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Old 26th September 2007, 08:12 PM   #2221
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Quote:
Originally posted by Lynn Olson


You can complain all you want about auto magazines, but this level of writing would never be acceptable in the auto world - the readers would laugh it out of existence. So what's happened to the readers in the audio world? Why do they tolerate this?

Pretty simple IMHO: You compare a mass-market industry with well-established and recognized set of metrics, parameters and technologies with a "niche" industry that is ultimately (still) based on subjective impressions. Even a cursory look of this > 2k posts thread reveals that even those mastering the fine aspects of speaker measurements / acoustics disagree on different aspects and ultimately bring the final argument: "In my experience", "my ears", "my priorities", etc etc etc.

So, in short: apples and oranges, IMHO.

Rgrds,

Florian
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Old 26th September 2007, 08:15 PM   #2222
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Quote:
Originally posted by Lynn Olson
You can complain all you want about auto magazines, but this level of writing would never be acceptable in the auto world - the readers would laugh it out of existence. So what's happened to the readers in the audio world? Why do they tolerate this?
Around these parts at least, I don't think anyone takes them seriously at all. I look at the Stereophile site occaisionally and find the measurements section of the reviews to be the only parts of them with value.

Anyhow Lynn, I have a question re the latest version of your design you posted in post 2120. In the diagram you mention using cotton waste in pillows placed on the right and left sides of the rear of the B and MB drivers. Earlier in the thread you mentioned Gary P enclosing the rear of the drivers completely in a similar manner IIRC. Is the aim to control the backwave in a sort of 'soft, leaky box' (for want of a better term)?
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Old 26th September 2007, 08:59 PM   #2223
mige0 is offline mige0  Austria
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Hi

Quote:
Originally posted by gedlee

Mige0 - AAC really is a much better codec than MP3. Your comparison is not fair or accurate.


Earl, I can't comment on the quality of codecs as I wasn't so interested in dumping the cake yet.

But what I can comment is about Dolby device sound and quality of make in terms if sound output at the end of the pipe.
I know their flaws down to the very bottom, having heavily modified some older units to a grade of even reconstructing the whole optical input, with stunning results both measurable and audible.

Believe me, they really don't have a clue or don't care about the sonic impact of power supply parts selection layout and grounding techniques. All they care for is specs that can be measured and documented on a Neutrik A1 something " good to have " but not sufficient for the task of having flowers in the sound triggering butterflies in your stomach.



Quote:
Originally posted by gedlee

Mige0 - ..... Dolby Labs is a very respectable organization who do first rate work.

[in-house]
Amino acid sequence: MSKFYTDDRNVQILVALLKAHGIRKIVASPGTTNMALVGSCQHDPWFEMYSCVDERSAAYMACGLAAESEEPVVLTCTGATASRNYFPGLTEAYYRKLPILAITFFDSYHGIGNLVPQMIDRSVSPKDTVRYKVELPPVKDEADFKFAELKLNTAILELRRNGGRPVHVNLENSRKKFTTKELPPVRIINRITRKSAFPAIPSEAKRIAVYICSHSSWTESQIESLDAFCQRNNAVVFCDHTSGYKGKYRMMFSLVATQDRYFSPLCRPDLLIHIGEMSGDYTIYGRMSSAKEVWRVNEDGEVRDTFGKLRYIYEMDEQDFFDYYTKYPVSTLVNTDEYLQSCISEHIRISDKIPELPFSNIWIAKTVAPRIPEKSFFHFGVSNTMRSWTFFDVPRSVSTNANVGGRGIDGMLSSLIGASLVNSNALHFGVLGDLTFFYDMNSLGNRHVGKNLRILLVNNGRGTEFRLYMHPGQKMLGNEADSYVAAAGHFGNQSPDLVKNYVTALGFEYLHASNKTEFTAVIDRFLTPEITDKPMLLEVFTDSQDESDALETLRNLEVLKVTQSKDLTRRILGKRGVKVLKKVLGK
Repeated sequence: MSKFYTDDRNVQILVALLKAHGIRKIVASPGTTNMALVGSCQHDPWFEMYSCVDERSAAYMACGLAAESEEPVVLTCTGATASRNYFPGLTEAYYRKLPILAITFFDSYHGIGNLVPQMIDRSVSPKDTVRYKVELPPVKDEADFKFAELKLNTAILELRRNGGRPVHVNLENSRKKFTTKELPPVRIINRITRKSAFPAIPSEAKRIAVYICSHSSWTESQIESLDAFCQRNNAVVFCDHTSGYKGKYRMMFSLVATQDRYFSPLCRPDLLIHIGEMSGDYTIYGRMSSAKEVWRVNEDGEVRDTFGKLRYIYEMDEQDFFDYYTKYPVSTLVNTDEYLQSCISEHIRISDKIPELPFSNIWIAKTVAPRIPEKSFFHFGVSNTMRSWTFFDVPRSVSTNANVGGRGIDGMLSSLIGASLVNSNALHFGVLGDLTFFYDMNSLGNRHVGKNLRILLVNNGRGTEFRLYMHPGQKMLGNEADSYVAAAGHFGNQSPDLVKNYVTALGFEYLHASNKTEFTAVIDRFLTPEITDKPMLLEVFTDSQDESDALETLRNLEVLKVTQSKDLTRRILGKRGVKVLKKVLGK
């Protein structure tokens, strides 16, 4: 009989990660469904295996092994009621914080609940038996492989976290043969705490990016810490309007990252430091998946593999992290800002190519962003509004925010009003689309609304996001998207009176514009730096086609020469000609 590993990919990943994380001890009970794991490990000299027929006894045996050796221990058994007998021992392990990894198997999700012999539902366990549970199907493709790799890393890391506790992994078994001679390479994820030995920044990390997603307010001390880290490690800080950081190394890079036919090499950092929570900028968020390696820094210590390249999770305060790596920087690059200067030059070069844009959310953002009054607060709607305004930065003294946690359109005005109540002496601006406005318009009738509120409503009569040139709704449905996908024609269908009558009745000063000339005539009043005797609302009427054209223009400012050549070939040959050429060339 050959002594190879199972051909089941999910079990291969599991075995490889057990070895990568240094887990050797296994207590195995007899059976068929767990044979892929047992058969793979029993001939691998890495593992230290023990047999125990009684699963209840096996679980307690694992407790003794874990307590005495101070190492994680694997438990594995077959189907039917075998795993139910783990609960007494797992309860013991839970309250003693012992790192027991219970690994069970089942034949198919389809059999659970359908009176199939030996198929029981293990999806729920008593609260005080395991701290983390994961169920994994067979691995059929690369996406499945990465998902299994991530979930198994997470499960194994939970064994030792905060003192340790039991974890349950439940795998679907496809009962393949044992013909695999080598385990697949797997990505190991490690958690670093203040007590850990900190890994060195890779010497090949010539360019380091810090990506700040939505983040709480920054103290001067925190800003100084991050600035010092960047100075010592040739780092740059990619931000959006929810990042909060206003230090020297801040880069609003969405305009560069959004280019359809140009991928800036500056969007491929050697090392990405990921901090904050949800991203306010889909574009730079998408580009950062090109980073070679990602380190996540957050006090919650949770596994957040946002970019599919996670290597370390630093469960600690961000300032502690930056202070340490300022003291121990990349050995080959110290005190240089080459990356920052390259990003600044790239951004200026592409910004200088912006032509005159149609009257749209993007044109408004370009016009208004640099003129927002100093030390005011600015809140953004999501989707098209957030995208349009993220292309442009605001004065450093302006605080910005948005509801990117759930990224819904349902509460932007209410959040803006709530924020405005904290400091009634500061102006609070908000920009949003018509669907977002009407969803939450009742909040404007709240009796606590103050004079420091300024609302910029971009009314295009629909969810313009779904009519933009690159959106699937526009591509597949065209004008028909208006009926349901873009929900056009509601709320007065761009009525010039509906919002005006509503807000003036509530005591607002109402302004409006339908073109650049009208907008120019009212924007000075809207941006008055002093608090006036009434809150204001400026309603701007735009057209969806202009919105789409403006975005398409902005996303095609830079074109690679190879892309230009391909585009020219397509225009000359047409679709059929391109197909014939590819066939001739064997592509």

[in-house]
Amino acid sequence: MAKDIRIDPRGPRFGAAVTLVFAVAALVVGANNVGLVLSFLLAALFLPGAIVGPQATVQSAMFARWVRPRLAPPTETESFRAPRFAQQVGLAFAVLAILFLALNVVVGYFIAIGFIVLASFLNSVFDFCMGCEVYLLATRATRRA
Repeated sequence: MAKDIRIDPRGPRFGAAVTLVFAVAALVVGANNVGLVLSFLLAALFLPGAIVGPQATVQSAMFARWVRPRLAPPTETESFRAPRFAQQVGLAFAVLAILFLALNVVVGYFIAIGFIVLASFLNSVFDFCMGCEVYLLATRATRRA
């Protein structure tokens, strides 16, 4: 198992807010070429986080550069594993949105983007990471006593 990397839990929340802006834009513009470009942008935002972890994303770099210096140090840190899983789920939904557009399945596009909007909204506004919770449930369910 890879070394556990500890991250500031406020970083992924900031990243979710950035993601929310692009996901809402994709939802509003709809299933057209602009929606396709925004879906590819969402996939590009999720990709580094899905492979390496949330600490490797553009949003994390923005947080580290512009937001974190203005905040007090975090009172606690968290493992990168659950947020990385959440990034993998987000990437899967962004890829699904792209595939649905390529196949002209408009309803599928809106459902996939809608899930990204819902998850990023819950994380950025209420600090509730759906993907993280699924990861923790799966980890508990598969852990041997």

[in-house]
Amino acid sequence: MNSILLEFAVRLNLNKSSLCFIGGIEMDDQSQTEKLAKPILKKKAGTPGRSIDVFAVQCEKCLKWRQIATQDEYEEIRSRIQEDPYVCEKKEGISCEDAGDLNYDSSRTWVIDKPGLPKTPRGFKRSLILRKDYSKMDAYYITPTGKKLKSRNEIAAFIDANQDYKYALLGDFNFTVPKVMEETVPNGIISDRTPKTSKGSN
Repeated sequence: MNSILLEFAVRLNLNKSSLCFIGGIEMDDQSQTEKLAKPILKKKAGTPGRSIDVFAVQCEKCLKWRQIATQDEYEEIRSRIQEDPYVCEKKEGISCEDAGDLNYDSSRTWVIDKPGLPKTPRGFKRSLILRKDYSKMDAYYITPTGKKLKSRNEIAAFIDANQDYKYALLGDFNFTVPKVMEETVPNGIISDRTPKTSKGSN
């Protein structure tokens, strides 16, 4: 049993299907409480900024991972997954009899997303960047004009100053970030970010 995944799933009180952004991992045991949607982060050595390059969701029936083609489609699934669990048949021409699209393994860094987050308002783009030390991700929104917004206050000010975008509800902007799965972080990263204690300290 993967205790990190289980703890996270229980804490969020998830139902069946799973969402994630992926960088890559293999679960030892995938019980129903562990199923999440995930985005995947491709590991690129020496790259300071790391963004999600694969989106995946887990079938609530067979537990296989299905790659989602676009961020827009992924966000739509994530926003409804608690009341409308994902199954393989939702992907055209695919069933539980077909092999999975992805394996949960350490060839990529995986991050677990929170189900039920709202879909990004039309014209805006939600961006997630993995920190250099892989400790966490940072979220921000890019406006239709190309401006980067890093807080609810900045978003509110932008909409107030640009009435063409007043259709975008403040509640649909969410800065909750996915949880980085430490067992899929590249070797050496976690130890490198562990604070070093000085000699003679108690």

You say it....



------------------

BTW this sound experiences as teenager in cinema is highly educational in an unconscious way leading to a lack of taste as a grown up having the money to by your " dream set "

Greetings
Michael
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Old 26th September 2007, 09:01 PM   #2224
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I'm calling the Gary Pimm approach a quasi-cardioid, although it sure is awkward to spell several times in a row. I've heard his system at length, along with Siegried Linkwitz's speakers, which of course are true dipoles.

They sound different - not in terms of timbres, the usual audiophile concern, but in terms of - hmm, how shall I put this - spatial and dynamic qualities. Gary listens in a very small room, and didn't care for the excess liveliness of full dipoles (his starting point). But I found the mids a little closed-in sounding for my tastes - remember, I'm the electrostat enthusiast. But some of the credit or blame goes to the Eminence midbass drivers, which I didn't much care for.

But I have to admit the bass region was a real treat, as good as anything I've heard to this point. It certainly made me think about the sonics of dipole vs quasi-cardioid bass, which do sound different. I guess, for lack of a better word, that quasi-cardioid bass has more sense of weight, of solidity, while avoiding the box colorations of monopoles. And I'd be the first to admit that electrostats aren't at their best when it comes to bass quality.

So in purely subjective terms, my favorites are quasi-cardioid and horn bass, with each having a distinctive quality of their own. That doesn't say a whole lot, I know, and there's certainly enormous room to screw up either.

I do see the fulcrum point of the spectrum as being somewhere around 300~500 Hz, and for several reasons. Perceptually, the ear switches between two different mechanisms, as a result of firing-rate limitations of the neurons, acoustically, as a result of the wavelengths becoming large enough so that the direct-arrival wave starts to merge with the overall room energy, and in spectral-energy terms, where the greatest average spectral energy from the orchestra is centered around 300~500 Hz.